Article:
Pond dock

Discussion in 'Iowa Whitetail Conference' started by LoessHillsArcher, Apr 20, 2020.

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  1. LoessHillsArcher

    LoessHillsArcher Well-Known Member

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    My parents put a small 2 acre pond on their place a few years ago, never stocked it other than one five gallon bucket with 2 doz small crappie and bluegills ~7 yrs ago. Fished it for the first time yesterday and caught a small bullhead and bluegill, our boy had a blast. Looking to get some more fish stocked in there and also a small fishing dock.

    It's a deep lake, I was surprised how fast it dropped off from the edge. Any suggestions for those that have built a dock for a farm pond? Floating vs permanent vs one on wheels that can be taken in/out? We've got a massive supply of telephone poles that need used, considering using those but of course they aren't a permanent deal. Floating seems easy but with kids and multiple people on it I'd like it to be more stable. This isn't a project for this summer but likely next year or the following. Just planning ahead and want to get a material list so I can keep an eye out if there's any steel beams or anything you guys suggest using. Thanks!
     
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  3. Daver

    Daver PMA Member

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    My main dock at my big pond has old telephone poles as the posts. But...I was able to place those prior to the pond filling up. I am not sure how one could build with telephone poles after the pond is full. You could build a stationary dock though with steel poles...I would wait until you have ice on it next winter and go down through the ice if it were me. But there may be other workable ways to get them in yet this summer.
     
  4. bigbuckhunter88

    bigbuckhunter88 PMA Member

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    You guys get a good freeze over there in the winter? And you get equipment close? We built one on a pond years ago that when frozen we drilled holes in the ice and used metal poles pushed down with an excavator bucket and fastened from there. Did another one similar except the 2nd one had round metal poles driven in and the floating dock had eyebolts for a hybrid type dock.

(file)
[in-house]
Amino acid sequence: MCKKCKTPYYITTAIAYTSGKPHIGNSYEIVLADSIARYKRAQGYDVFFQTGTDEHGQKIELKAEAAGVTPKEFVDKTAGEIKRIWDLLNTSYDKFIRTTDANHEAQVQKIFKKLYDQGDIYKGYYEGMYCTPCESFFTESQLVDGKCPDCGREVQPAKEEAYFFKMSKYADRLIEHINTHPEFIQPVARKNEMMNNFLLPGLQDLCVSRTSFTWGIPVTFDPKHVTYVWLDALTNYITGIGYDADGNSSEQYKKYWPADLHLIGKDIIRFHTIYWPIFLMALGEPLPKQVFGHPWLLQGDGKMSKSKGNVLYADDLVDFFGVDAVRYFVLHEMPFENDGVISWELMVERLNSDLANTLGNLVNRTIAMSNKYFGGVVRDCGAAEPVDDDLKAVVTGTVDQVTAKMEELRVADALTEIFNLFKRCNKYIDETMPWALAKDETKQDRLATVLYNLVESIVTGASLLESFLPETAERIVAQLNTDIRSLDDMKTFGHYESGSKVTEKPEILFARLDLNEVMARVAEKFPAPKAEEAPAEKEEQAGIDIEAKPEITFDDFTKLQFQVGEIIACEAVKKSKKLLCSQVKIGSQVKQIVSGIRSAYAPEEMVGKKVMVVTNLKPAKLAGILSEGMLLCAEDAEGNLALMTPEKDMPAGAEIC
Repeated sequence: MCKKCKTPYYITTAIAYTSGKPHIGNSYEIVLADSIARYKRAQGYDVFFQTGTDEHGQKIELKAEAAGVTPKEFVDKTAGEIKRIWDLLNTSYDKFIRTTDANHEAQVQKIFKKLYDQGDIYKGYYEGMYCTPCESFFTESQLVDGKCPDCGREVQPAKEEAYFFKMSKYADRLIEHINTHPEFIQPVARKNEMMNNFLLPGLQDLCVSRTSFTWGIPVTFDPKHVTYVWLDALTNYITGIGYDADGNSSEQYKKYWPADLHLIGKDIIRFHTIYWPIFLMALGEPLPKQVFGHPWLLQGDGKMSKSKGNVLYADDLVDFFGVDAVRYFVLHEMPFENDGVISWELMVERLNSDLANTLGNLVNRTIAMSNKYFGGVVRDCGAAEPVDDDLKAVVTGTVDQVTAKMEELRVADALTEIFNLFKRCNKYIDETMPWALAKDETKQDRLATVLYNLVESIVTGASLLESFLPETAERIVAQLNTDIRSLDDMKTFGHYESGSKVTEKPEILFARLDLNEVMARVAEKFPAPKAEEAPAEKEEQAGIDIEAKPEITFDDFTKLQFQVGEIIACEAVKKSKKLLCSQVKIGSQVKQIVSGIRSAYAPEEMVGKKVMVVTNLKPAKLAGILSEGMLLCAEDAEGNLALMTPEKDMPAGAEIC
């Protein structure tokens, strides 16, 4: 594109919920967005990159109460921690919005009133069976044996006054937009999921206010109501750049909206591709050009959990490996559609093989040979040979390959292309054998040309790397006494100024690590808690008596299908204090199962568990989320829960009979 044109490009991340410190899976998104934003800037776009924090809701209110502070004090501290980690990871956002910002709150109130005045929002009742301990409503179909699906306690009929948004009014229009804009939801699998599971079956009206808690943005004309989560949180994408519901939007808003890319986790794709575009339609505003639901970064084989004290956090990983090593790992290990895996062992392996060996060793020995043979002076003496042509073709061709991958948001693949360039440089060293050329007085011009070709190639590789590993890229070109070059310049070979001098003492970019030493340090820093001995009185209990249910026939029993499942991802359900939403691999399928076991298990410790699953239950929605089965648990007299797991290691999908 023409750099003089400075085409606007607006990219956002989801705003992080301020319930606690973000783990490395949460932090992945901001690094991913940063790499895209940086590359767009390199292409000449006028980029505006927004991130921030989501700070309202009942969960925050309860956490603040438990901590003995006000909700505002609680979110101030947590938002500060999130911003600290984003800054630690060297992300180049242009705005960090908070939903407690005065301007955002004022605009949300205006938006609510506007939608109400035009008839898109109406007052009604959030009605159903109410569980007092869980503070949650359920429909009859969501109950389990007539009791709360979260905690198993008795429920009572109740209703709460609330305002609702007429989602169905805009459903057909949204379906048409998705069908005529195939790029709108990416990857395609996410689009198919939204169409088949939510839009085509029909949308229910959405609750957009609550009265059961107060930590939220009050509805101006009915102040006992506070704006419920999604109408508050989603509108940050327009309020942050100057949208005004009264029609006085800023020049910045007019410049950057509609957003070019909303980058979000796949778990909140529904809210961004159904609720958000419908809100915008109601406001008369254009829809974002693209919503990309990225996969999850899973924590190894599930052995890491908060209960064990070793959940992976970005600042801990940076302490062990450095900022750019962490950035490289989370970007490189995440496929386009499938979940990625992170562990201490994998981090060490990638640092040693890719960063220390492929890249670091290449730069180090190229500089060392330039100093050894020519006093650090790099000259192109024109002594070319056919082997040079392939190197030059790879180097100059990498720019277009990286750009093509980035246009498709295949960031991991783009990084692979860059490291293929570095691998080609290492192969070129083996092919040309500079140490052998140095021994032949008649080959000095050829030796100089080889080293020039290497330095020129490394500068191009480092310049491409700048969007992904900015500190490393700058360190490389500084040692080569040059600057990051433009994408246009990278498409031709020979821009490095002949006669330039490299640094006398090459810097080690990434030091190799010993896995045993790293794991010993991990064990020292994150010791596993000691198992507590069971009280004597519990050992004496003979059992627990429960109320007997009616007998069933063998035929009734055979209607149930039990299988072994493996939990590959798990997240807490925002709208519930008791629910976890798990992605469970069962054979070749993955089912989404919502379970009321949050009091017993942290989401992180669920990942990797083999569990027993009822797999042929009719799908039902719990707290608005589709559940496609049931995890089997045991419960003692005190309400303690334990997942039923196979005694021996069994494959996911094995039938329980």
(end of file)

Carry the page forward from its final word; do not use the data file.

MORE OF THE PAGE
5. LoessHillsArcher

    LoessHillsArcher Well-Known Member

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    Most winters are pretty mild - def will get ice on the pond but not always over 12". We've got all the regular farm equipment. I'm starting to lean towards a floating dock, even making one myself (go figure. lol) just because you can move the dock around if you want. I'd def want a hand rail on it so when kids get running on it the other kids have something to keep them from falling in.
     
  6. tracker

    tracker Life Member

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    This is kind of funky but I built a plywood structure and anchored down with stakes and got it to a point where a sump pump was able to keep area dry enough to dig post holes and get concrete pillars set. It wasn't ideal or easy but I was able to do it.

    I suggest now that the method of probably 2 inch pipe or bigger driven in at the bank and the brackets on the side of the docks for pipe to be guided down might be the best. if you picked a somewhat calm day you could get the dock into the water and possibly drive the posts down with a post driver to secure the end of the dock.
     
  7. Daver

    Daver PMA Member

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    Interesting ^^. How big of an area did you build out for your plywood box? Even though you were pumping it out, how did you seal it keep water from gushing in like crazy? How deep was the water where you were doing this?

    I ask because I have some telephone poles in for support on my big dock and after everything was finished and the pond was full...I wished I had put MORE concrete around the base of the poles. If I could create a dry zone and then add more concrete around the bases that would be good.
     
  8. tracker

    tracker Life Member

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    the area was 8x4 we pushed the plywood as deep into the bottom of the pond as we could and the bottommuck of the pond acted like a sealer around bottom of plywood
    water was only about 16 inces deep
     
  9. Daver

    Daver PMA Member

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    OK, I could see that working for you. Me...not so much, as the poles that I want to add more concrete to are in 4', perhaps more, of water. I would need to build a whole 'nuther level of structure to hold the water back on that.
     
  10. tracker

    tracker Life Member

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    yes 4' of water would put alot of hydraulic pressure on your wall system
     

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